Posts Tagged ‘babies’

It Wasn’t Supposed To Be Like This

Tuesday, November 18th, 2014

At the age of 19, and mid-way through my degree in Law, I gave birth to my first daughter. It’s fair to say that she wasn’t the most planned baby, but I never regretted it for an instant. The sheer joy and delight she brought immediately to my life made me certain that one day I would want another child. Possibly more than one. I am one of three and experience naturally leads to assumption. However, whilst I may not have been certain about the number of children, what I did know for absolutely sure was that I didn’t want another one any time soon. A delight she may have been, but my eldest daughter was also a terrific shock as a newborn. And as a one year old. And as a two year old. And – you get my drift. It wasn’t until she was four and a half that I felt remotely brave enough to consider a second child. And when I say second ‘child’, I mean that I wanted a second daughter. I desperately wanted another girl. I hadn’t been bothered the first time around, but then I had always known that she was a ‘she’. The scan hadn’t shown anything but I just had a gut instinct. I bought only pink clothes and we didn’t consider any boys names. Or, at least, I didn’t. There was no point. A late scan at 40 weeks showed that I was indeed expecting a girl. How could I have known? I couldn’t. But I did.

There was no such certainty with my second pregnancy. In any sense. From the second I had a positive test I was gripped by an irrational fear that I would miscarry. It consumed me. I spent my days taking pregnancy test after pregnancy test to compare the colour of the lines to check that they were getting darker. I monitored my pregnancy symptoms with the obsession of a lunatic. And much to my absolute distress, this pregnancy developed very differently from my first. There were days where I couldn’t do a thing but lie on the sofa, battling fatigue and nausea, but just as often there were days where I wouldn’t have known that I was pregnant. I was absolutely plagued with fear and doubt.

Each stage came as a relief. At fourteen weeks I developed a slight bump and we heard the heartbeat. At 17 weeks I felt the first flick of a tiny limb inside me. At twenty one weeks I had my anomaly scan which was clear and revealed that we were indeed expecting a little girl; to my great delight. This time round I’d had simply no idea.

By twenty eight weeks my bump was the size of most full term expectant mothers. “It’s all fluid though,” the midwife informed me, prodding my stomach carefully. “Baby seems a normal size.” That was just about the only thing that I could take reassurance from. Plenty of fluid meant a healthy pregnancy, right? At around thirty weeks I began to relax a little, but not so much that I didn’t cry on Christmas Day through sheer fear and misery. However, the wriggling movements of my unborn child were a constant reassurance. As was the fact that the day of the birth was drawing nearer. It was set for 1st March 2007. An elective c-section.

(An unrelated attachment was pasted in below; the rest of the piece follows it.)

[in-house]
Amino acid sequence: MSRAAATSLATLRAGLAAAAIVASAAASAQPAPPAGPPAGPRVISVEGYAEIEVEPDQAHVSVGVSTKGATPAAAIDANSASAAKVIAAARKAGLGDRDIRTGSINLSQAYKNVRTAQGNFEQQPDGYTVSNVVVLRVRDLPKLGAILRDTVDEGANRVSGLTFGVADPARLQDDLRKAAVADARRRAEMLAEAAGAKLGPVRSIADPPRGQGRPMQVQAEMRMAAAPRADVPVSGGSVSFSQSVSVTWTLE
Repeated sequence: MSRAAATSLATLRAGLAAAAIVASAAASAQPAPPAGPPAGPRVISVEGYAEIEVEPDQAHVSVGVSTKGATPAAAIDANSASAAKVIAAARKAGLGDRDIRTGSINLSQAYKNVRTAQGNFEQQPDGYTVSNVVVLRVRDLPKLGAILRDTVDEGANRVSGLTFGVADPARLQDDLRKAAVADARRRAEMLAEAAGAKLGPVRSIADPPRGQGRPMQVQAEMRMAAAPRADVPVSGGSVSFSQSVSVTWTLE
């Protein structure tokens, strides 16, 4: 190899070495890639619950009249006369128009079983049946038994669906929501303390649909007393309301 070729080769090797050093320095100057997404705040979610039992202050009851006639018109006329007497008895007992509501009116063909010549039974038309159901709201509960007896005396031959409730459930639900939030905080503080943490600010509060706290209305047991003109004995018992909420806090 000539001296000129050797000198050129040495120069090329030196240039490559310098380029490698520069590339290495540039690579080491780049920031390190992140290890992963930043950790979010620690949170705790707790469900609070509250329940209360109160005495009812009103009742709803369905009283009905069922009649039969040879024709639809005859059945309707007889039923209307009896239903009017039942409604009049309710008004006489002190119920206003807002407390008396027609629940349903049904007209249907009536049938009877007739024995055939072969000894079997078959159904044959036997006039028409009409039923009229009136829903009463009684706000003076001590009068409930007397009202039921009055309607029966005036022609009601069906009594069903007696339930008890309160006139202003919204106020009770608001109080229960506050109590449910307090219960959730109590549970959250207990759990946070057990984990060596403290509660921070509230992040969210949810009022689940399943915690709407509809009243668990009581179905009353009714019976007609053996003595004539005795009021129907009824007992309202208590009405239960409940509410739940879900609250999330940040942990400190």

A week before my set date I went for lunch with my mother. And as I hauled my hugely pregnant self out of the car, I was yet again beset by misgivings. Somewhere deep within, a treacherous little voice spoke and whispered “Don’t be too confident yet. Things might not be as you expect.” I literally couldn’t wait to have my baby born – the relief of being able to look at her and know she was alive was a privilege I craved.

The birth was as birth often is. Scary, intrusive and painful. The spinal block made my blood pressure drop through the floor; my hearing went and I thought I was dying. It took eight minutes to deliver my little girl, from knife to skin. When they switched on the machine that drains the amniotic fluid, I saw the surgeon jump back. She looked very young, so young that before they operated I enquired suspiciously whether she had ever done this before – and was roundly laughed at. A tiny, red-faced, wrinkled baby was plucked from somewhere near my bikini line by an arm and a leg and swiftly transferred to a table. An enormous relief swept over me. She was here. She was alive. It took forever to stitch me up and rather appallingly the spinal block began to wear off and it was painful. Towards the end the surgeon came up to my head, pulled aside her mask and said “You had a lot of fluid. Over 3 litres. Your baby is fine, luckily, they aren’t always when there’s that much fluid.” Such was my exhaustion and relief I didn’t really understand what she was saying other than that my baby was fine. The tiny bundle was placed in my arms and we were trundled off to the recovery room.